We tackled private credit in Asia next, a segment that is promising but lacks market data. Panelists explored pockets of opportunities present in Asia, and noted that the distressed sector was a bright spark. Private credit remains opportunistic in three key markets, namely India, China and Singapore – and this is because asset allocators in US want diversification and are looking to Asia. The complexity present in accessing markets in Asia means there is no one-size-fits-all market entry strategy, and the panel exchanged ideas on navigating the fragmented markets in the region. The biggest challenge in private credit in Asia, it was noted, lies in the operations aspect - where specific structuring is needed from legal, tax, regulatory perspectives for each country. ESG concerns also remained at the top of this panel’s agenda.
The conference took a sweet break before the final panel of the day, with a fireside chat with AIMA’s Kher Sheng Lee and chocolatier, Janice Wong, who shared that her continued success has to do with “never [following] the trends of Singapore” – because that does not constitute business sustainability, especially in an environment that is extremely competitive and investment-intensive. She told our audience that her goal was to focus on flavour and taste (much as we focus on our product offerings), and to engage with and be relevant to people. She also suggested that a “way to grow is to collaborate”.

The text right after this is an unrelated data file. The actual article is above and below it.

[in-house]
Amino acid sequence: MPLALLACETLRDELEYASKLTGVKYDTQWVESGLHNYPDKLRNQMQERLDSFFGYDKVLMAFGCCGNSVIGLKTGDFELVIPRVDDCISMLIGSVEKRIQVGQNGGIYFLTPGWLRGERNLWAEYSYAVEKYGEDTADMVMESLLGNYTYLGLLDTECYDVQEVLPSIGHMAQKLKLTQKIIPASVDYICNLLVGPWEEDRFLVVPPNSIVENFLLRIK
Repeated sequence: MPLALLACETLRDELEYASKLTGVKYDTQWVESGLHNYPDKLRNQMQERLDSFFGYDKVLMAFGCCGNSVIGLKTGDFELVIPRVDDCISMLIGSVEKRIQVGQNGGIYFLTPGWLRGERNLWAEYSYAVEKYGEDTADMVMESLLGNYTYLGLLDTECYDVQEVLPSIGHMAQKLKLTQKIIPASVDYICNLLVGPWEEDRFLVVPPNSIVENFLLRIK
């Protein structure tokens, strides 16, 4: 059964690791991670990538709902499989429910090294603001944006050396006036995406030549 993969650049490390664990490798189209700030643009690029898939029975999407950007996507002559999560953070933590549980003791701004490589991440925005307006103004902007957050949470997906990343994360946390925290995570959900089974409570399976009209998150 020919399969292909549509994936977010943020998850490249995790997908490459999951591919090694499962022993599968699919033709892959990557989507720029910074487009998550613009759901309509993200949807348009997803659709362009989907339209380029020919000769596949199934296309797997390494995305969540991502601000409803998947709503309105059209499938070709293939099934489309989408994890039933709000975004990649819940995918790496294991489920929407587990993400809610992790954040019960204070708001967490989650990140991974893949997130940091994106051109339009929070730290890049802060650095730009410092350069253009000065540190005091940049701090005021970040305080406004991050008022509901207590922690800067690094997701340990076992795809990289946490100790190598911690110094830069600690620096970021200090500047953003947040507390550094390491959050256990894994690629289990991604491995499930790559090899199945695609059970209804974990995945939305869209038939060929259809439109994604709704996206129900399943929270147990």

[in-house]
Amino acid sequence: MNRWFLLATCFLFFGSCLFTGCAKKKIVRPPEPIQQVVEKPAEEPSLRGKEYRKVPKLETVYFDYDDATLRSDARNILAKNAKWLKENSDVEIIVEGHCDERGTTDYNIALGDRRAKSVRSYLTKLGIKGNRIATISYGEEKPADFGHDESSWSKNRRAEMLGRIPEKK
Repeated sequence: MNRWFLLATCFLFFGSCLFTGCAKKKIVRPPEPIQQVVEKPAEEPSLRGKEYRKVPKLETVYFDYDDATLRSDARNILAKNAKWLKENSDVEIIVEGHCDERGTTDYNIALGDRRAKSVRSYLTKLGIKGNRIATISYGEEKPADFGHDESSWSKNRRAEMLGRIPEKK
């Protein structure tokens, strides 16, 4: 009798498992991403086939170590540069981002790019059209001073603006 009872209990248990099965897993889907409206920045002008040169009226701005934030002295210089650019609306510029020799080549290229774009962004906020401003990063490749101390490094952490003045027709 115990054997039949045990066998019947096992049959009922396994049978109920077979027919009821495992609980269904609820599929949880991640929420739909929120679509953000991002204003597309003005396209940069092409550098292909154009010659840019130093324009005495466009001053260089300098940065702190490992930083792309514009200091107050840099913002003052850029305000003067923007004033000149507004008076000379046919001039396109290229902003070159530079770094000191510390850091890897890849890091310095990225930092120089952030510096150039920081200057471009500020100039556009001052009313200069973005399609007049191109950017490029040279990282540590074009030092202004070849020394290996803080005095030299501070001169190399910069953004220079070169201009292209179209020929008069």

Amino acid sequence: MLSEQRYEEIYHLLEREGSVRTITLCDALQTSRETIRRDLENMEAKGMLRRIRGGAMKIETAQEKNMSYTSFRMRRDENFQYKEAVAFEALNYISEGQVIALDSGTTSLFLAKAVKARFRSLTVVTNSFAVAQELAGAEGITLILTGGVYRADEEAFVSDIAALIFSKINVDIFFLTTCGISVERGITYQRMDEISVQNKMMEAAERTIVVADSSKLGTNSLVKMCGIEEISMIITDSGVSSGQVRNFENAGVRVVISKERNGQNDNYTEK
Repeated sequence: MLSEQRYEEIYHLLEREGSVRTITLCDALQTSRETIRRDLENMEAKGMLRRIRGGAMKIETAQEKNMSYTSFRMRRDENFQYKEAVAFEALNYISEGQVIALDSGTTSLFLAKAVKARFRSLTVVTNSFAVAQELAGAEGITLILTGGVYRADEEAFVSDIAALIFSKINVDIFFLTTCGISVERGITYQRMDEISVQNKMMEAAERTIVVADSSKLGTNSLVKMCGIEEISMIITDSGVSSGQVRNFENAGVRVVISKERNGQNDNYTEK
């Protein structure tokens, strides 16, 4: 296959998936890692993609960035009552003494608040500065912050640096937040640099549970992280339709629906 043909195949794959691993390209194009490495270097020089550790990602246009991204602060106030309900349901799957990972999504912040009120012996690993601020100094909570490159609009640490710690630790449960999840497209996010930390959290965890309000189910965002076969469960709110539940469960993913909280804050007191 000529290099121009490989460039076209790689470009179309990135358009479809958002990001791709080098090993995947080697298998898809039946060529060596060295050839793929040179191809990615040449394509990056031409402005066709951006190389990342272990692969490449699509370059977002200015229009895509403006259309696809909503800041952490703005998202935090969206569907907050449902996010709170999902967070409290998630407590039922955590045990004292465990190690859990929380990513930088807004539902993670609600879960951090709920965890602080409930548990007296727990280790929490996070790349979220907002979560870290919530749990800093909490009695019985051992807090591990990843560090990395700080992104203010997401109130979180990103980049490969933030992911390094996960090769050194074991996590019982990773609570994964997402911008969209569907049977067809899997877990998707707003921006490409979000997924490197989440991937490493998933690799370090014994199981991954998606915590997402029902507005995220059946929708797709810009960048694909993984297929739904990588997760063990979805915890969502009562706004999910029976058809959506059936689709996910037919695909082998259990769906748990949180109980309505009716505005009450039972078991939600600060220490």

And in this ever-changing technology-enabled world that has also influenced the alternatives industry, this was a timely reminder for us to constantly challenge ourselves and seek unique solutions for new challenges.
The last panel of the day summed up what the aforementioned changes would mean for allocators going forward. In view of the late-cycle economy, the panel talked about interest levels in alternative investments; a panellist commented that alternatives should play a bigger role, and suggested that performance and investor education will be key to bridging an information gap. The panel also discussed the rebalancing of asset allocations and the shift from pan-Asian to country-specific exposures, and wrapped up the day with the topic of fee compressions.
In the spirit of celebration, the day rounded off with drinks and delicious canapes and desserts catered by local celebrity chefs Justin Quek and Janice Wong.